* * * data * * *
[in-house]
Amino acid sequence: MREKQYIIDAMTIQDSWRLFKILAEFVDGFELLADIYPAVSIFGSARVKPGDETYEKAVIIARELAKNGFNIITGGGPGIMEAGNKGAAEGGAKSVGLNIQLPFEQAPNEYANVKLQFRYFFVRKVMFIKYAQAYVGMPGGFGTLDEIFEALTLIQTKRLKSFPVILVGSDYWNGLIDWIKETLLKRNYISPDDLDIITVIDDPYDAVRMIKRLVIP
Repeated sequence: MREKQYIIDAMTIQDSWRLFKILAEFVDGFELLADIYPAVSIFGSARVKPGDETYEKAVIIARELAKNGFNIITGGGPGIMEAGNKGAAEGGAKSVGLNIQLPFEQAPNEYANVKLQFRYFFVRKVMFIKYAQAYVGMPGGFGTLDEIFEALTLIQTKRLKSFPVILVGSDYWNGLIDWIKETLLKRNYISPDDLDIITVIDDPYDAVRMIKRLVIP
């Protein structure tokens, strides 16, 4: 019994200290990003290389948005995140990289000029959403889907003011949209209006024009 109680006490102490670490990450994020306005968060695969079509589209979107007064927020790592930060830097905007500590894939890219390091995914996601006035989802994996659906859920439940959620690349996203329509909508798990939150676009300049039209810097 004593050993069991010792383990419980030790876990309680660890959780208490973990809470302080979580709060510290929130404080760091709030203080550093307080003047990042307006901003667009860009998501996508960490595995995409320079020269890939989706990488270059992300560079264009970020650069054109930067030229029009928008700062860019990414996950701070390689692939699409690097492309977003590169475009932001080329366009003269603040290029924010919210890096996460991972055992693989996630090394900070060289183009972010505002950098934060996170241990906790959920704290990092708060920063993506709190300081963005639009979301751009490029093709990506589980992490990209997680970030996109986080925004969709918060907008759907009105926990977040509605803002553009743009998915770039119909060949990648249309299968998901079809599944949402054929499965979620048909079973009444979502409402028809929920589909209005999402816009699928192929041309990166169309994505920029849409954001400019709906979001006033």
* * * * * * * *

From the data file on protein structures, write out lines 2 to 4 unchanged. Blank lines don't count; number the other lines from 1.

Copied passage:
Amino acid sequence: MREKQYIIDAMTIQDSWRLFKILAEFVDGFELLADIYPAVSIFGSARVKPGDETYEKAVIIARELAKNGFNIITGGGPGIMEAGNKGAAEGGAKSVGLNIQLPFEQAPNEYANVKLQFRYFFVRKVMFIKYAQAYVGMPGGFGTLDEIFEALTLIQTKRLKSFPVILVGSDYWNGLIDWIKETLLKRNYISPDDLDIITVIDDPYDAVRMIKRLVIP
Repeated sequence: MREKQYIIDAMTIQDSWRLFKILAEFVDGFELLADIYPAVSIFGSARVKPGDETYEKAVIIARELAKNGFNIITGGGPGIMEAGNKGAAEGGAKSVGLNIQLPFEQAPNEYANVKLQFRYFFVRKVMFIKYAQAYVGMPGGFGTLDEIFEALTLIQTKRLKSFPVILVGSDYWNGLIDWIKETLLKRNYISPDDLDIITVIDDPYDAVRMIKRLVIP
């Protein structure tokens, strides 16, 4: 019994200290990003290389948005995140990289000029959403889907003011949209209006024009 109680006490102490670490990450994020306005968060695969079509589209979107007064927020790592930060830097905007500590894939890219390091995914996601006035989802994996659906859920439940959620690349996203329509909508798990939150676009300049039209810097 004593050993069991010792383990419980030790876990309680660890959780208490973990809470302080979580709060510290929130404080760091709030203080550093307080003047990042307006901003667009860009998501996508960490595995995409320079020269890939989706990488270059992300560079264009970020650069054109930067030229029009928008700062860019990414996950701070390689692939699409690097492309977003590169475009932001080329366009003269603040290029924010919210890096996460991972055992693989996630090394900070060289183009972010505002950098934060996170241990906790959920704290990092708060920063993506709190300081963005639009979301751009490029093709990506589980992490990209997680970030996109986080925004969709918060907008759907009105926990977040509605803002553009743009998915770039119909060949990648249309299968998901079809599944949402054929499965979620048909079973009444979502409402028809929920589909209005999402816009699928192929041309990166169309994505920029849409954001400019709906979001006033």